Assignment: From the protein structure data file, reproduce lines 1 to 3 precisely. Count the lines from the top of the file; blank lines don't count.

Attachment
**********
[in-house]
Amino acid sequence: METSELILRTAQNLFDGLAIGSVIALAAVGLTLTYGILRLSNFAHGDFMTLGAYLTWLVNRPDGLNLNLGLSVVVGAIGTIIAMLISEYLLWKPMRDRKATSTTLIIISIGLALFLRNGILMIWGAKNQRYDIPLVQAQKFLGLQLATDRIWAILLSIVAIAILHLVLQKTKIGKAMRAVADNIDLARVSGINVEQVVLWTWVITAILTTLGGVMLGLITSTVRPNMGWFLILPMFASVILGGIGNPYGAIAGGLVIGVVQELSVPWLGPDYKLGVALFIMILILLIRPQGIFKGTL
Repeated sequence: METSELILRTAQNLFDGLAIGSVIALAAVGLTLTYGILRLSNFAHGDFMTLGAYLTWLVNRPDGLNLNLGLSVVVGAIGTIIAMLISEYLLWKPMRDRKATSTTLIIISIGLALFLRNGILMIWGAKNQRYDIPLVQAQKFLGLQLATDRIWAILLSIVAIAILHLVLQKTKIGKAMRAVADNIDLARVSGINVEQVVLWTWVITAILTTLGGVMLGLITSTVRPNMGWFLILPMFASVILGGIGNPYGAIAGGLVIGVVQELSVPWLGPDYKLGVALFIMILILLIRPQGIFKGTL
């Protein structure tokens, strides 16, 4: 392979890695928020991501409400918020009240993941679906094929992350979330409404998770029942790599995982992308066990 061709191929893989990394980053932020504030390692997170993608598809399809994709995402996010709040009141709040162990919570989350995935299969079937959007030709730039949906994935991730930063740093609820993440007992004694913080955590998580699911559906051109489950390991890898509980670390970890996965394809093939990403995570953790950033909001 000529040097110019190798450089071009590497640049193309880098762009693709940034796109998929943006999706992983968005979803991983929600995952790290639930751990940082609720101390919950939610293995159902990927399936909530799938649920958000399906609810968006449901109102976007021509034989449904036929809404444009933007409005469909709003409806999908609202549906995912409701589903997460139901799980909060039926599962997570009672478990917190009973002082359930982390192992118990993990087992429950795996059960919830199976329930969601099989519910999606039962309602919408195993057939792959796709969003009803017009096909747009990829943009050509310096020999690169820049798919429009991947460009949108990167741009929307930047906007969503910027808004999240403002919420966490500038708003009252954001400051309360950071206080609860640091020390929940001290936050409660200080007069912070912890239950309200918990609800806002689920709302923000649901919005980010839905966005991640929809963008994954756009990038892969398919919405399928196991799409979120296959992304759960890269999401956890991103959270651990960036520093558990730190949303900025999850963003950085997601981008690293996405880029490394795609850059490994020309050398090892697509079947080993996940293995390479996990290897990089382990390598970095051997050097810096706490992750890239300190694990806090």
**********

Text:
[in-house]
Amino acid sequence: METSELILRTAQNLFDGLAIGSVIALAAVGLTLTYGILRLSNFAHGDFMTLGAYLTWLVNRPDGLNLNLGLSVVVGAIGTIIAMLISEYLLWKPMRDRKATSTTLIIISIGLALFLRNGILMIWGAKNQRYDIPLVQAQKFLGLQLATDRIWAILLSIVAIAILHLVLQKTKIGKAMRAVADNIDLARVSGINVEQVVLWTWVITAILTTLGGVMLGLITSTVRPNMGWFLILPMFASVILGGIGNPYGAIAGGLVIGVVQELSVPWLGPDYKLGVALFIMILILLIRPQGIFKGTL
Repeated sequence: METSELILRTAQNLFDGLAIGSVIALAAVGLTLTYGILRLSNFAHGDFMTLGAYLTWLVNRPDGLNLNLGLSVVVGAIGTIIAMLISEYLLWKPMRDRKATSTTLIIISIGLALFLRNGILMIWGAKNQRYDIPLVQAQKFLGLQLATDRIWAILLSIVAIAILHLVLQKTKIGKAMRAVADNIDLARVSGINVEQVVLWTWVITAILTTLGGVMLGLITSTVRPNMGWFLILPMFASVILGGIGNPYGAIAGGLVIGVVQELSVPWLGPDYKLGVALFIMILILLIRPQGIFKGTL